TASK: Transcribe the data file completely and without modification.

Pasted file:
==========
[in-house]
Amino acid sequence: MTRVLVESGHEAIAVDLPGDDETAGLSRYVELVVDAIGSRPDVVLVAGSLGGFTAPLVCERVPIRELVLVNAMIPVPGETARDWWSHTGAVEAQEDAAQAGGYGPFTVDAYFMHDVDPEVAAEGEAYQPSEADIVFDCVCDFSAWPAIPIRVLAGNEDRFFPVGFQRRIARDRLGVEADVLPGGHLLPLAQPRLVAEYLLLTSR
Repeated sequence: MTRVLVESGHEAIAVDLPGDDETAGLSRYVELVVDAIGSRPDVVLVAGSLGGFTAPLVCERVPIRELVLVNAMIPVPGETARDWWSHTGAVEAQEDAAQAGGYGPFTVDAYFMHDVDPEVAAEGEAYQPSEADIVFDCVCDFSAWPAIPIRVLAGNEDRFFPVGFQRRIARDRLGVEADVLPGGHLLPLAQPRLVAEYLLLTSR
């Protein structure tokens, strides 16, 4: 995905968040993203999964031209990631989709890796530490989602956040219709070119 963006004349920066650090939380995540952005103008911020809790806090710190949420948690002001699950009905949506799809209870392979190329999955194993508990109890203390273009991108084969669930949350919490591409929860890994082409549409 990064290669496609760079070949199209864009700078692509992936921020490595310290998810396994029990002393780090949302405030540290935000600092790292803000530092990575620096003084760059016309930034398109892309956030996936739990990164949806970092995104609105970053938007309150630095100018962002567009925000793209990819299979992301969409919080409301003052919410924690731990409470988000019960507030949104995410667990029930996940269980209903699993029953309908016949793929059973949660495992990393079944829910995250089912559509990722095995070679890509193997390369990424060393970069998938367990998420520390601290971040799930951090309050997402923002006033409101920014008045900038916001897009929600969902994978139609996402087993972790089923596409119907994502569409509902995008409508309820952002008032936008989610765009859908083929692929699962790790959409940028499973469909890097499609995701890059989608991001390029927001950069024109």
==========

[in-house]
Amino acid sequence: MTRVLVESGHEAIAVDLPGDDETAGLSRYVELVVDAIGSRPDVVLVAGSLGGFTAPLVCERVPIRELVLVNAMIPVPGETARDWWSHTGAVEAQEDAAQAGGYGPFTVDAYFMHDVDPEVAAEGEAYQPSEADIVFDCVCDFSAWPAIPIRVLAGNEDRFFPVGFQRRIARDRLGVEADVLPGGHLLPLAQPRLVAEYLLLTSR
Repeated sequence: MTRVLVESGHEAIAVDLPGDDETAGLSRYVELVVDAIGSRPDVVLVAGSLGGFTAPLVCERVPIRELVLVNAMIPVPGETARDWWSHTGAVEAQEDAAQAGGYGPFTVDAYFMHDVDPEVAAEGEAYQPSEADIVFDCVCDFSAWPAIPIRVLAGNEDRFFPVGFQRRIARDRLGVEADVLPGGHLLPLAQPRLVAEYLLLTSR
């Protein structure tokens, strides 16, 4: 995905968040993203999964031209990631989709890796530490989602956040219709070119 963006004349920066650090939380995540952005103008911020809790806090710190949420948690002001699950009905949506799809209870392979190329999955194993508990109890203390273009991108084969669930949350919490591409929860890994082409549409 990064290669496609760079070949199209864009700078692509992936921020490595310290998810396994029990002393780090949302405030540290935000600092790292803000530092990575620096003084760059016309930034398109892309956030996936739990990164949806970092995104609105970053938007309150630095100018962002567009925000793209990819299979992301969409919080409301003052919410924690731990409470988000019960507030949104995410667990029930996940269980209903699993029953309908016949793929059973949660495992990393079944829910995250089912559509990722095995070679890509193997390369990424060393970069998938367990998420520390601290971040799930951090309050997402923002006033409101920014008045900038916001897009929600969902994978139609996402087993972790089923596409119907994502569409509902995008409508309820952002008032936008989610765009859908083929692929699962790790959409940028499973469909890097499609995701890059989608991001390029927001950069024109």